Posted by Sandra Fernandez on August 7th, 2013
Many people use Hispanic and Latino as interchangeable words. They’re not. While there is a huge overlap between the two, they don’t mean the same thing and cannot be used as if they do. This is an easy mistake to make, and I do it myself every once in a while (often from laziness), but it’s important to note the differences.
Hispanic refers to language.
Latino refers to geography.
Basically, you are Hispanic if you and/or your ancestry come from a country where they speak Spanish. You are Latino if you and/or your ancestry come from a Latin American country.
But wait… isn’t that the same thing?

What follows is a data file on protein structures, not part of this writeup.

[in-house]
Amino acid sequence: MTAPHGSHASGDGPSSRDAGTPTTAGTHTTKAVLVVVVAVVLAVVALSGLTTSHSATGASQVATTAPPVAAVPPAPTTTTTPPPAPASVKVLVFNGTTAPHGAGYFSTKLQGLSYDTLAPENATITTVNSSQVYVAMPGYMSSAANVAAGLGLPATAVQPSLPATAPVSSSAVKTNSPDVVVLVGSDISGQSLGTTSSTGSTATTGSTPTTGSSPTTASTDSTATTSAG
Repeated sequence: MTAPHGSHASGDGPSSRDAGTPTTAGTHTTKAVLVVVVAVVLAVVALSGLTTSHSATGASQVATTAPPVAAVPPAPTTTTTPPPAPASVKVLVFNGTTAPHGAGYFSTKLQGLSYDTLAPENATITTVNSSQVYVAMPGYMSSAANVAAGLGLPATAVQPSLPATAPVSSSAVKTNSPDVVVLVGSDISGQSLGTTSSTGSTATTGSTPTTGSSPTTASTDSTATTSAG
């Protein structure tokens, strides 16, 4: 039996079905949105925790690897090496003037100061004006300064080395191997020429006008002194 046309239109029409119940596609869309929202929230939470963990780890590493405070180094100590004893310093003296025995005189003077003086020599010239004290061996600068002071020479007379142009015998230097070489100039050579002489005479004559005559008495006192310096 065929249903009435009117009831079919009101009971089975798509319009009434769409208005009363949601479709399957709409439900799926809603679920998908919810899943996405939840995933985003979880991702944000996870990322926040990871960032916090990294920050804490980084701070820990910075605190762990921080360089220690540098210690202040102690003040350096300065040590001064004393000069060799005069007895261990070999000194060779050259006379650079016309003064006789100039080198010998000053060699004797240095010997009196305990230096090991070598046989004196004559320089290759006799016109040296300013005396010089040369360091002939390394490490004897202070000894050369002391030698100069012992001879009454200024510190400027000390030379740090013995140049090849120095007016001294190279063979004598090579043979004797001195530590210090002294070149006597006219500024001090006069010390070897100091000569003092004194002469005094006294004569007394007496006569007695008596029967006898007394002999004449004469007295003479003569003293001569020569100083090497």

No, dear friend, it’s not.
Hispanic excludes the nearly 200 million Brazilians who, while accurately labelled Latinos, speak Portuguese. They are Latinos, they are not Hispanic.
Hispanic includes the nearly 50 million Spaniards (population of Spain) who could never be called Latinos.
When picking which one to use you have to know what you’re trying to say. For HispanicHouston.com we used language as the guide, and we ended up with Hispanic instead of Latino. A weird decision if you consider that we also decided not to have the site in Spanish. (But that’s another soapbox for another day.)
So, as a Mexican American, I am Hispanic and Latina. Brazilian Americans are Latinos but not Hispanic. And, Spanish Americans are Hispanic but not Latinos.
Is that clear as mud now?
NOTE: This is a soapbox moment, brought to you by too much caffeine and not enough sleep…
– Posted by Sandra Fernandez
Photo via Mikko Lautamäki at http://www.flickr.com/photos/22520648@N08/2185647163/.